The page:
Dario Franceschini

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The Honourable
Dario Franceschini
Dario Franceschini daticamera.jpg
Minister of Cultural Heritage and Activities and Tourism
Assumed office
22 February 2014
Prime Minister Matteo Renzi
Preceded by Massimo Bray
Secretary of the Democratic Party
In office
21 February 2009 – 25 October 2009
Preceded by Walter Veltroni
Succeeded by Pier Luigi Bersani
Member of the Chamber of Deputies
Assumed office
30 May 2001
Constituency Emilia-Romagna
Personal details
Born (1958-10-19) 19 October 1958 (age 60)
Ferrara, Italy
Political party Christian Democracy
(Before 1994)
People's Party (1994–2002)
The Daisy (2002–2007)
Democratic Party (2007–present)
Other political
The Olive Tree (1995–2007)
  • Silvia Bombardi (m. 1986; div. 2014)
  • Michela De Biase (m. 2014)
Children Caterina
Maria Elena
Alma mater University of Ferrara
Religion Roman Catholicism

Dario Franceschini (born 19 October 1958)[1] is an Italian lawyer, writer, and politician, who served as the second leader of the Democratic Party.[2][3]

He was a prominent member of the Italian People's Party (PPI), of the Daisy and the first Deputy Secretary of the Democratic Party.[1] Following the resignation of Walter Veltroni on 21 February 2009 the Constituent Assembly of the Democratic Party elected him the new Secretary.[2][3] On 25 October 2009, he lost the leadership election to Pier Luigi Bersani, and subsequently accepted his offer to become the party's Leader in the Chamber of Deputies.[4] He was Minister for Relations with Parliament from 2013 to 2014, and he has been Minister of Cultural Heritage and Activities and Tourism since 2014.


Franceschini was born in Ferrara in 1958. His father George was a Catholic partisan and MP for the Christian Democrats in the Second Legislature, from 1953 to 1958. He graduated in law at the University of Ferrara.[1] with a thesis on the history of doctrines and political institutions, published as a book The Popular Party in Ferrara. Catholics, Socialists and fascists in the land of Grosoli and Don Minzoni and on the same subject he participated in conferences and publications. In 1985 he graduated from the University of Ferrara and started practicing civil law[1] in civil court of cassation, he was admitted to the auditors and has been an effective member of the supervisory board of Eni in its first three years of privatization. From 1985 to 1989 he edited for Formez the bimonthly review of regional legislative documentation.

He was president of the Palio di Ferrara. He is an honorary citizen of the City of Borgo Velino.

On March 8, 2014, during a visit to Palmanova, he was hospitalized due to a heart attack while he was in the barracks Ederle. The official bulletin of the hospital will report later that the minister was suffering from an acute coronary syndrome treated positively and promptly. He was then transferred to the hospital Santa Maria della Misericordia of Udine. He was released March 16, 2014.

Franceschini is divorced from his first wife, Silvia Bombardi. He married Michela Di Biase in 2014 in Sutri (VT).[5] He has three daughters.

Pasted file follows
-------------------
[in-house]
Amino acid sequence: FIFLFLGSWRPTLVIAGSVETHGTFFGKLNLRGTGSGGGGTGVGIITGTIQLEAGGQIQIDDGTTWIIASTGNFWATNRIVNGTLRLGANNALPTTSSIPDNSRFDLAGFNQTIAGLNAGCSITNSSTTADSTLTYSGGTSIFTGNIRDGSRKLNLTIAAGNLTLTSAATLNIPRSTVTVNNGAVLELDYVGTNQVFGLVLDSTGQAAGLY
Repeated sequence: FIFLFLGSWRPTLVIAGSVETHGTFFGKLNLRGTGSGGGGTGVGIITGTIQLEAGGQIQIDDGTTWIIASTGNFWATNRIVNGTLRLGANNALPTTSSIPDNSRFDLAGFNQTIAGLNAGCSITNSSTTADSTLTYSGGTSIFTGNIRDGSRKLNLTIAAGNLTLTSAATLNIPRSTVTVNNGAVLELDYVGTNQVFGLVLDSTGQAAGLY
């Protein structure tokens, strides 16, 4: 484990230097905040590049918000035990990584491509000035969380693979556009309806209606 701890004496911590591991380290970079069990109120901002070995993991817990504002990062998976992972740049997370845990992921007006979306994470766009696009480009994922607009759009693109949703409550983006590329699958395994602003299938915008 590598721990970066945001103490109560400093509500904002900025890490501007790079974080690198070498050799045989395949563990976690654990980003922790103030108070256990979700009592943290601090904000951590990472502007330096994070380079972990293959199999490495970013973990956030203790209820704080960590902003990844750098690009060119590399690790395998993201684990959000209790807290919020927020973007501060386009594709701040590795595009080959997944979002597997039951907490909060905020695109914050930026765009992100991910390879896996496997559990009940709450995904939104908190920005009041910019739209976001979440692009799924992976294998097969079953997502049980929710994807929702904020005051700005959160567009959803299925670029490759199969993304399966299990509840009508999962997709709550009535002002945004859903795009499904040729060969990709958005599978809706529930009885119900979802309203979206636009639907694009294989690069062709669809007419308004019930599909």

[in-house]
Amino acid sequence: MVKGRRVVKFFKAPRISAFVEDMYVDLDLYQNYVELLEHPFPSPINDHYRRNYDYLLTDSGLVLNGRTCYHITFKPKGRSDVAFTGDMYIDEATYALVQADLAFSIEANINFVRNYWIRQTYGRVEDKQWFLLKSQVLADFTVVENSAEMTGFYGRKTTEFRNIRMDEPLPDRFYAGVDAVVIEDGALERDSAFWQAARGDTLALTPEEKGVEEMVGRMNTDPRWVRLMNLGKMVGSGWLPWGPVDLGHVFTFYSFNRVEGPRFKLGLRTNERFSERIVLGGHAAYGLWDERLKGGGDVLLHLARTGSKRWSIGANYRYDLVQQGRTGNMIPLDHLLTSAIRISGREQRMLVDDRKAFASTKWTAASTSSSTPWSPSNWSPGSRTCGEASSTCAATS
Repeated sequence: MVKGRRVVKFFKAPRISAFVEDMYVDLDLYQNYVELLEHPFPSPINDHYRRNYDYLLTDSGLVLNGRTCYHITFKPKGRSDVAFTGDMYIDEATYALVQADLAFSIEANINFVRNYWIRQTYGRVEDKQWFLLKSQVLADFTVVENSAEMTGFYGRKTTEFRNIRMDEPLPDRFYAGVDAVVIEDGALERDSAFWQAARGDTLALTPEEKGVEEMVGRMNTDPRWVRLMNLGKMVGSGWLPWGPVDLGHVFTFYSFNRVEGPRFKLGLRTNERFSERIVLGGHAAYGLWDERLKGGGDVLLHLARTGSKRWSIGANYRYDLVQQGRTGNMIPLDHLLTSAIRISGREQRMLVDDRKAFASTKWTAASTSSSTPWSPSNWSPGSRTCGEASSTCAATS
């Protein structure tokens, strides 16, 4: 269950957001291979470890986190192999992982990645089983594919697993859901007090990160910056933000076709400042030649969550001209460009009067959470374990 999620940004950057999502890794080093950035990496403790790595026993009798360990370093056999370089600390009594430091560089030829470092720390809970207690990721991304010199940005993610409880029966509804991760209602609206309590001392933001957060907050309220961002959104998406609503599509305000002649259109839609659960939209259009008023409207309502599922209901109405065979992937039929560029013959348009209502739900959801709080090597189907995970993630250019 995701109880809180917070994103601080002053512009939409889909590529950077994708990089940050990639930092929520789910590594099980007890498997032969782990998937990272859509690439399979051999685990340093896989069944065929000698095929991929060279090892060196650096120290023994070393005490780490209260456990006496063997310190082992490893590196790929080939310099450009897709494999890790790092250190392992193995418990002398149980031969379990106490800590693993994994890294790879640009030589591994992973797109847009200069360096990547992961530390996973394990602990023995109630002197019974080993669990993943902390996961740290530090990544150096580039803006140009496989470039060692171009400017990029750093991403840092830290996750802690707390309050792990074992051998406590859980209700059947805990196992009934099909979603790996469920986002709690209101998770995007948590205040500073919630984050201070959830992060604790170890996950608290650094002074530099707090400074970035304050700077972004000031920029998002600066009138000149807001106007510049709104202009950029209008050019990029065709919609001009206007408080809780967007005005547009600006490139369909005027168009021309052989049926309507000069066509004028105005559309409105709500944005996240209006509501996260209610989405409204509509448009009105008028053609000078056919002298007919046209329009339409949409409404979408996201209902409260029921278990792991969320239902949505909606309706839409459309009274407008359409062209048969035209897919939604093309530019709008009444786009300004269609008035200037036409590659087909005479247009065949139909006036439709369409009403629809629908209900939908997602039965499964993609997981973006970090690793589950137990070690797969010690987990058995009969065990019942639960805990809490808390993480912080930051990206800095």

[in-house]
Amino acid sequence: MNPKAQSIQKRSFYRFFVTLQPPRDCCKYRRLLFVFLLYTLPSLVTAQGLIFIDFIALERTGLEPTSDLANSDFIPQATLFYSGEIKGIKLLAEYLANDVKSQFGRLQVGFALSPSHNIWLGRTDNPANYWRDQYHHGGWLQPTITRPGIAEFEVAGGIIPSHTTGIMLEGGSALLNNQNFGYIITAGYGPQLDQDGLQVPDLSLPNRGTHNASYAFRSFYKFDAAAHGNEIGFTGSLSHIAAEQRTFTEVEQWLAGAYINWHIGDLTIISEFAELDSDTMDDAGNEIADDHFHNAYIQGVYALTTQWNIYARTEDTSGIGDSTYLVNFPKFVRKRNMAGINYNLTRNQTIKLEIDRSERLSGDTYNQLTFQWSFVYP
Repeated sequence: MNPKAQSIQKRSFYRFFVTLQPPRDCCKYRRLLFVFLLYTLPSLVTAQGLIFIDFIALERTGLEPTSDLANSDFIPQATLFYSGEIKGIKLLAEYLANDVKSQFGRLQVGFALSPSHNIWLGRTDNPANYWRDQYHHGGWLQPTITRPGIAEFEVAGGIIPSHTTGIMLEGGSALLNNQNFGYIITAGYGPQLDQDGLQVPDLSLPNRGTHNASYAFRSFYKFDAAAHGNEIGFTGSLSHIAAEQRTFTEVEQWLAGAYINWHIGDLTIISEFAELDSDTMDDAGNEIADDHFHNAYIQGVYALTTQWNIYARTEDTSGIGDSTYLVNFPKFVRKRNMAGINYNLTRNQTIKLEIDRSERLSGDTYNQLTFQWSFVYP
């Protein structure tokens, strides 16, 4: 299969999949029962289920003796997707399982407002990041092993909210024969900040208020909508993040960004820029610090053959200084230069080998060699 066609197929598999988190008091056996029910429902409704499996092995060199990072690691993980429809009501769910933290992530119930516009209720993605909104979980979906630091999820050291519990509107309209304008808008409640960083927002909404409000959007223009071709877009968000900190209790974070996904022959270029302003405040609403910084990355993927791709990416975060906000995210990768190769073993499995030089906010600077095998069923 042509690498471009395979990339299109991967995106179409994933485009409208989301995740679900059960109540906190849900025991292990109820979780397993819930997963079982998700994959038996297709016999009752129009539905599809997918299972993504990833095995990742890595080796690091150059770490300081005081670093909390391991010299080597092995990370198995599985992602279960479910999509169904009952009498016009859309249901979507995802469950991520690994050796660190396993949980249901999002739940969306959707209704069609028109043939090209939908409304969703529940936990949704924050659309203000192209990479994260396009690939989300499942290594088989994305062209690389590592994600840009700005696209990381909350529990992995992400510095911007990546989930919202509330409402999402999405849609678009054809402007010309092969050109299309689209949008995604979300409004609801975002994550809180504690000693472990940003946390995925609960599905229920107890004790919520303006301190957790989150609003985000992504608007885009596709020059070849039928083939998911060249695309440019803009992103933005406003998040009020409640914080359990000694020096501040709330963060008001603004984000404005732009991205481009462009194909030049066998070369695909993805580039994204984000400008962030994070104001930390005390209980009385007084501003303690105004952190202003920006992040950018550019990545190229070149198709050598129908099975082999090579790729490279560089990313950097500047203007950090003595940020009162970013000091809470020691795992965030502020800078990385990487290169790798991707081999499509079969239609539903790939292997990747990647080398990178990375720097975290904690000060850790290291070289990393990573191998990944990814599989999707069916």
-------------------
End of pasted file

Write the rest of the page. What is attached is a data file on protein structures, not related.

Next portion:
Political activity

Democratic Student Association to the Christian Democrats

His political activity began at the student level, from Antonio Roiti High School in Ferrara in the fall of 1974 when he founded the Democratic Student Association, of Catholic and centrist inspiration. The ASD is present in almost all high schools in the city in the early elections scheduled by "decrees". From 1974 to 1977 he was elected to the various student organisations (class councils, disciplinary and institutional). Later, he was elected student representative to the board of directors of the University of Ferrara. He founded the Cultural Cooperative Christmas Gorini, which is concerned with art cinema.

The charismatic figures that since his youth aroused his attention are, among others, Benigno Zaccagnini and Don Primo Mazzolari. In particular, Don Mazzolari is repeatedly pointed out to during his campaign to be the secretary of the Democratic Party. He dedicated one of the most significant parts in the final speech of his campaign, delivered in Marzabotto 24 October 2009

He enrolled in the Christian Democrats after the election of Benigno Zaccagnini and was elected provincial youth delegate. In 1980 he became councillor of Ferrara in 1983 and party whip of the council. The following year, he enters the national leadership of the DC youth movement, for which he founded and directed the magazine New Policy. In 1989 he directs in Rome the monthly “Seventy-six” gathering thirty years history of the left DC and is called to the vice-direction of the monthly Comparison (il Confronto) and in the preparation of the party's weekly La Discussione.

During the transformation of the Christian Democrats into the Italian Popular Party, he invites the party, at the Constituent Assembly in Rome in 1993, to choose, with determination, as a result of the new electoral system, an alliance between the center and the left. He does not accept the decision of the party to stand independently - as a coalition of center - in the general election of 1994, in the Pact for Italy. Therefore, decides to join the movement of the Social Christians, founding the movement in Ferrara and becoming National Director. In 1994 he creates in Ferrara one of the first juntas of the center-left in Italy, becoming Head of Culture and Tourism. In 1995, he is a candidate for Mayor of Ferrara (supported by the Greens, Labour and Social Christians) winning about 20% of the votes.[1]

Italian Popular Party